Ghani presses Pakistan to battle Taliban

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Kabul—Afghan President Ashraf Ghani, in a speech to the Afghan parliament on Monday, called on Pakistan to battle some factions of the Taliban rather than try to bring them into peace talks.
Ghani’s statement comes a week after a Taliban assault on the Afghan capital, Kabul, killed 64 people and wounded another 340.
Although President Ashraf Ghani said Afghanistan faced a terrorist enemy led by Taliban “slaves” in Pakistan, his statement appeared to leave the door open to resuming peace talks with some factions of the Taliban as he suggested there was still some hope of compromise with at least some Taliban.
He said that the doors of negotiation would remain open for those Taliban ready to stop bloodshed but added: “This opportunity will not be there forever.”
He claimed Taliban leaders finding shelter in Peshawar and Quetta were “slaves and enemies of Afghanistan who shed the blood of their countrymen” and he called on Pakistan to wipe them out.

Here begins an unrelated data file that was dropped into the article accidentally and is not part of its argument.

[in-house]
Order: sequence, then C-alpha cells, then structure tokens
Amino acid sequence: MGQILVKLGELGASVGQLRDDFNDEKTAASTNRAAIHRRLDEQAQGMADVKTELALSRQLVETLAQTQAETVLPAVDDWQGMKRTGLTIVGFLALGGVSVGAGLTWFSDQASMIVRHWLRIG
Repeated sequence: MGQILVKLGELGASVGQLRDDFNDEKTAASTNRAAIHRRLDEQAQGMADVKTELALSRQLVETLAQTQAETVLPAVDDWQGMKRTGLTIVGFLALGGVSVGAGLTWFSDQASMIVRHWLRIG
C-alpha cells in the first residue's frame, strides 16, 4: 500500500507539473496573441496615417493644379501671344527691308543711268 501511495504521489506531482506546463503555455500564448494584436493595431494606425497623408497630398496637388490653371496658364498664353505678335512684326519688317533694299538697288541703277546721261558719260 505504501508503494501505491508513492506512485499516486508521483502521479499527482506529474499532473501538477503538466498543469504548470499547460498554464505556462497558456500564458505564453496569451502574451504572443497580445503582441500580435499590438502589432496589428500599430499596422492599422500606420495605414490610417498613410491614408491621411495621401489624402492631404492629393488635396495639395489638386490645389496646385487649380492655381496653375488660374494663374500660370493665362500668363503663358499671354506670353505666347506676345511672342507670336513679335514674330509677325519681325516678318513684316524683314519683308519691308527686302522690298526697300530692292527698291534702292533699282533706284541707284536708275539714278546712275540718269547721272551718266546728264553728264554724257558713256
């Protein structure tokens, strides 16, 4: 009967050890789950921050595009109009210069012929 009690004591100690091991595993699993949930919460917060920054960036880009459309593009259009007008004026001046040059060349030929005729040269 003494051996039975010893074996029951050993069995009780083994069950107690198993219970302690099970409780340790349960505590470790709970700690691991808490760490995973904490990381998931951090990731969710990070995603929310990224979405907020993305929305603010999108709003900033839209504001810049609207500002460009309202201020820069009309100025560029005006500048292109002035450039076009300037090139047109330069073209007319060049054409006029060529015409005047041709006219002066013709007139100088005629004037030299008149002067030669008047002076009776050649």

Ghani stopped short of declaring a state of national emergency, pledging war against radical groups like the militant Islamic State (IS) and the Haqqani network. Pakistan denies harbouring and aiding the Taliban but Ghani urged the Pakistan government to “fulfill promises and carry out military operations against those whose bases are in Pakistan”.
Ghani said there are “no good or bad terrorists, they are just terrorists”, and that “Pakistan must understand that and act against them.” The response from the Taliban, who have already rejected peace talks while Western forces remain in Afghanistan, was scornful.—AP

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